DES MOINES — An Iowa House hearing on IPERS on Tuesday provided a double shot of good news for the public employee retirement system’s 361,400 members.
First, the 66-year-old program is in great shape, with a portfolio market value of more than $32 billion, which earned a return on investment of 7.9 percent last year.
The ratio of assets to liabilities is 82.4 percent, which is an improvement of $153 million from the previous year, and IPERS has a deferred investment gain of $487 million, according to CEO Donna Mueller, who gave an annual update to the Iowa House State Government Committee.
The other good news was no news at all, according to Chairman Bobby Kaufmann, R-Wilton, who said there will be no changes to IPERS during this two-year General Assembly.
“It’s not new. It’s not news,” he told the committee and a hearing room full of lobbyists. “There’s not going to be any changes to IPERS this year or next year. That includes amendments, that includes budgets, that includes standings. Very simply and unequivocally, there’s not going to be changes.”
Kaufmann has made that point before, but Rep. Mary Mascher of Iowa City, the committee’s ranking Democrat, said Kaufmann and his fellow Republicans have a trust problem.
“I appreciate the fact that you are adamant about making no changes,” said Mascher, an ex officio member of the IPERS board.
Democrats and IPERS members aren’t sure they can trust Republicans after seeing what happened when the majority party said they planned only to “tweak” Chapter 20, the state public employee collective bargaining law.
“As a result of that and it being gutted, I think there were many members who were extremely concerned whether they could trust the word of people who tell them there are going to be no changes,” Mascher said.
However, she went on to say that at the Statehouse “our word is our bond. … I hope we can trust this word.”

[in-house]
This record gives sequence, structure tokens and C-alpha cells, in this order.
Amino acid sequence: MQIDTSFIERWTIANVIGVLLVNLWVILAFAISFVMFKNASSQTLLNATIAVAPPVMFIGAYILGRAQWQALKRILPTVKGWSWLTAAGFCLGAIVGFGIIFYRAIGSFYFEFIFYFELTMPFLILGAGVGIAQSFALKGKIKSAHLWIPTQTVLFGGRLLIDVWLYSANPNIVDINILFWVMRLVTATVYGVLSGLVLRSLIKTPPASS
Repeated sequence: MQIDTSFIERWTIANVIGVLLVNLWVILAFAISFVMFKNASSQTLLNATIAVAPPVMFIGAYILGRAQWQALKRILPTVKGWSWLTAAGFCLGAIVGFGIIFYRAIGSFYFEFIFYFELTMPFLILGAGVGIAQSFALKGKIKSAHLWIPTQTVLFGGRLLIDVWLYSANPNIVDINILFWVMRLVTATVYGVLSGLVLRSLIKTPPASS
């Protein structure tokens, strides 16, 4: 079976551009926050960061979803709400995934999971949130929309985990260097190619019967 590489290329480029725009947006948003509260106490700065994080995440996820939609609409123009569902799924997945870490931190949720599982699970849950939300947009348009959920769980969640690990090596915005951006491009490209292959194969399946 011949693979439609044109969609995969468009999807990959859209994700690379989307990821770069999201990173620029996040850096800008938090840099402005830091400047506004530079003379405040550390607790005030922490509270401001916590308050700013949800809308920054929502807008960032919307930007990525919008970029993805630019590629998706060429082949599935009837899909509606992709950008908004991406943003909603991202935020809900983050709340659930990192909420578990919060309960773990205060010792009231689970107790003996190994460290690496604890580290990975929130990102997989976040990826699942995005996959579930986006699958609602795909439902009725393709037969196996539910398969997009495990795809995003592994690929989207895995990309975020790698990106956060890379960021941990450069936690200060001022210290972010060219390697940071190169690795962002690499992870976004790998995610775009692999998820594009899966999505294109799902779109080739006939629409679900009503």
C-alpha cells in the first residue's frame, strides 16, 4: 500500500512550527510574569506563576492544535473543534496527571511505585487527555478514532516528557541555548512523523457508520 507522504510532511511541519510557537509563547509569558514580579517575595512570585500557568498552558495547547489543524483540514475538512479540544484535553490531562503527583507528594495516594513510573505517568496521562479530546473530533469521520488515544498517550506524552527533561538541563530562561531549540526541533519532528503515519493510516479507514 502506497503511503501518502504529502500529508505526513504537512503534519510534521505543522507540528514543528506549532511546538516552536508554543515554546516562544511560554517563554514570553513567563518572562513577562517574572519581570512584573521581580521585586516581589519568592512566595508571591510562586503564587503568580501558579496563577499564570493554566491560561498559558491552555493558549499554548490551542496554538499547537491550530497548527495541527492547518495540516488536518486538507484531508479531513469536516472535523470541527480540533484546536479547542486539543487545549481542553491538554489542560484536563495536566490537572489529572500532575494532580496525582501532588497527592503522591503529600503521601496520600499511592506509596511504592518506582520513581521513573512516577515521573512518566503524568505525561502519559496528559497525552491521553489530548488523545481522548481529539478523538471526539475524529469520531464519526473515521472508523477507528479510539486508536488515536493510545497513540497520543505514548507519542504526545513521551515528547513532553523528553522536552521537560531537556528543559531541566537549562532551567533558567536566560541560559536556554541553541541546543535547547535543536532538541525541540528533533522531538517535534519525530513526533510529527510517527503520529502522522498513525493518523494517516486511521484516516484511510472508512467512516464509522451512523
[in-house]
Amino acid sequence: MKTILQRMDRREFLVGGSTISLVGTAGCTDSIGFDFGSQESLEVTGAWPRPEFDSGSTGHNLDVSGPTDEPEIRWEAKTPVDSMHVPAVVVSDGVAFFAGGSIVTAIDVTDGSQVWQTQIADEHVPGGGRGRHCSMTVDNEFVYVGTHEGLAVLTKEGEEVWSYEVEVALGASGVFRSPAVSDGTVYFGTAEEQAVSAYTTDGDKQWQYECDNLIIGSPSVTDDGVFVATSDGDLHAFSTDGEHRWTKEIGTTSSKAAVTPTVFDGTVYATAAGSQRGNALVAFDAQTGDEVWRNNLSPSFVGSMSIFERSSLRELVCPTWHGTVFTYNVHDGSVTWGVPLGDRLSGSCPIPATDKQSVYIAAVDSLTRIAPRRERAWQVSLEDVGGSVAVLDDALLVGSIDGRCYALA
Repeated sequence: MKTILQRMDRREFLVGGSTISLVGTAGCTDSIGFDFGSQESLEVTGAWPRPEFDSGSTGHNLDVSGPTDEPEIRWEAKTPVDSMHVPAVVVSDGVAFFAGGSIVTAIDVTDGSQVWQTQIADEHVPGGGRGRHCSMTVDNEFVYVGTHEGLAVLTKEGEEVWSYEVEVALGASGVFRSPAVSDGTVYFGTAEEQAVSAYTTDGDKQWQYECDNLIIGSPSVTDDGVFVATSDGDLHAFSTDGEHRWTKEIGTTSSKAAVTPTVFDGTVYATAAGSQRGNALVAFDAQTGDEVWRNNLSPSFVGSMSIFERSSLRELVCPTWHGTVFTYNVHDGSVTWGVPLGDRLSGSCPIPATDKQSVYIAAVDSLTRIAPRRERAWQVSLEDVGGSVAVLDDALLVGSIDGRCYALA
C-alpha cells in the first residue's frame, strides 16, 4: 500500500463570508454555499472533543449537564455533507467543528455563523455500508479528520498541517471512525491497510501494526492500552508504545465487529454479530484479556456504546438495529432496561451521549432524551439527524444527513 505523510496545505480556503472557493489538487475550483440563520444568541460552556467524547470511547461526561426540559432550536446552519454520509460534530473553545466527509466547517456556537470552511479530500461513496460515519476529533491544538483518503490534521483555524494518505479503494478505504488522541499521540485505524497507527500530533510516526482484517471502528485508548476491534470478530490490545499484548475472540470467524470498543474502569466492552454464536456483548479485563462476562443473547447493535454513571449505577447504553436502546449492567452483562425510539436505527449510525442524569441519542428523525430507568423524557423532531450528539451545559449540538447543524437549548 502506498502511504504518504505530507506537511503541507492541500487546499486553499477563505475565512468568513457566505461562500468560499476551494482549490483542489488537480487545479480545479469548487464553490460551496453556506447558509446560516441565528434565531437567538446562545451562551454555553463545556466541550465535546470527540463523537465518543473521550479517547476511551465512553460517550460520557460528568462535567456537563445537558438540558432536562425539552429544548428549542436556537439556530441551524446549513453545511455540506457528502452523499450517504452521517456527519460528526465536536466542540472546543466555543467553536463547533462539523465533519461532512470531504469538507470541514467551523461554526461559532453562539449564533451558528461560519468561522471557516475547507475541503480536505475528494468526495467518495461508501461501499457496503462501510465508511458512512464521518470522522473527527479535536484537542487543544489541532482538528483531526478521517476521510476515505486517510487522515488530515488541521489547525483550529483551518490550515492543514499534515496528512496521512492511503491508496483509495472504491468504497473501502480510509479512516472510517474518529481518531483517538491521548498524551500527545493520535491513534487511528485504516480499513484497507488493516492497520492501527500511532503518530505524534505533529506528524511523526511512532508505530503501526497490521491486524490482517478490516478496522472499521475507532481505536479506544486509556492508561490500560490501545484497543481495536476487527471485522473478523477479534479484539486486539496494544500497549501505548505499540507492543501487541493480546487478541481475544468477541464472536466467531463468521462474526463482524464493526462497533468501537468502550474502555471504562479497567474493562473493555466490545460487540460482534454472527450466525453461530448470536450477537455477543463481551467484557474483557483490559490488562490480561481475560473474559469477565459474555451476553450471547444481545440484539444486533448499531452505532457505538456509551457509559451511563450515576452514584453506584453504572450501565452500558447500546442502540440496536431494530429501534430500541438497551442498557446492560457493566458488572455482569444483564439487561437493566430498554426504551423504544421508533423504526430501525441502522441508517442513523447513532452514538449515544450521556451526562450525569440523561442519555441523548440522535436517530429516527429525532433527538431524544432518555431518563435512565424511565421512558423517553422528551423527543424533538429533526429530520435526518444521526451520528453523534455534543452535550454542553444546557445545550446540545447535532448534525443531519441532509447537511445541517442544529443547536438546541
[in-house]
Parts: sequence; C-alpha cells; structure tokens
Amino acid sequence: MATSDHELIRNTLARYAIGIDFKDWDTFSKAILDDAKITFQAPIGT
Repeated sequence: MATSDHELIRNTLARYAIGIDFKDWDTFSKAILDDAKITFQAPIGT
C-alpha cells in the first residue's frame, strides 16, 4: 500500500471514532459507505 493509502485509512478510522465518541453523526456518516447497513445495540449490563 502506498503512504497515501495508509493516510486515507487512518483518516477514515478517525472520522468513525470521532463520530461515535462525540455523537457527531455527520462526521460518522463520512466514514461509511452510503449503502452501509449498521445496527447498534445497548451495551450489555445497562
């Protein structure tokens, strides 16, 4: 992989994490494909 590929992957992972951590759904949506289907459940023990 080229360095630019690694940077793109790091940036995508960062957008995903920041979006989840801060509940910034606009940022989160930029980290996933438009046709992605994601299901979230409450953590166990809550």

Charlie Wishman of the Iowa Federation of Labor, AFL-CIO, agreed that public employees, once bitten, are twice shy about trusting Republicans when it comes to their benefits.
“It was a really great message to hear from Iowa House Republicans that they are not interested in making any changes in IPERS,” he said. “Quite frankly, after the last two years, a lot of public employees and union members have grown to be distrustful of the current majority. We will be vigilant.”
Wishman is concerned some Senate Republicans don’t share Kaufmann’s commitment to preserving IPERS.
“No bill becomes law without coming through the Iowa House,” Kaufmann said, reiterating his pledge to prevent changes.
In stating his position, Kaufmann accused specific groups of “inventing demons.”
“The scare tactics that have been used — I promised my comms director I wouldn’t curse, so I’ll abbreviate and say it’s BS,” he said. “Scare for political gain stops today. Going forward, any of these groups — AFSCME, AFL-CIO, ISEA, Progress Iowa, all these groups that are pushing out this crap — after today, what you are doing will be completely deceitful. … I’m going to publicly call you a liar.”
Progress Iowa responded that it won’t be “bullied” by Kaufmann because “retirement security is too important for us to stay silent.”
Kaufmann is “treating Iowans as if we’re fools,” Executive Director Matt Sinovic said.
“We remember when he promised not to vote for a Wisconsin-style bill to gut workers’ rights. Then he ended up supporting the bill to gut collective bargaining two years ago,” he said, accusing Kaufmann of trying to “grandstand and deceive.”
That wasn’t his intent, Kaufmann said later, “but I probably shouldn’t get so worked up.”
A copy of the IPERS presentation will be posted at ipers.org/, a spokesperson said.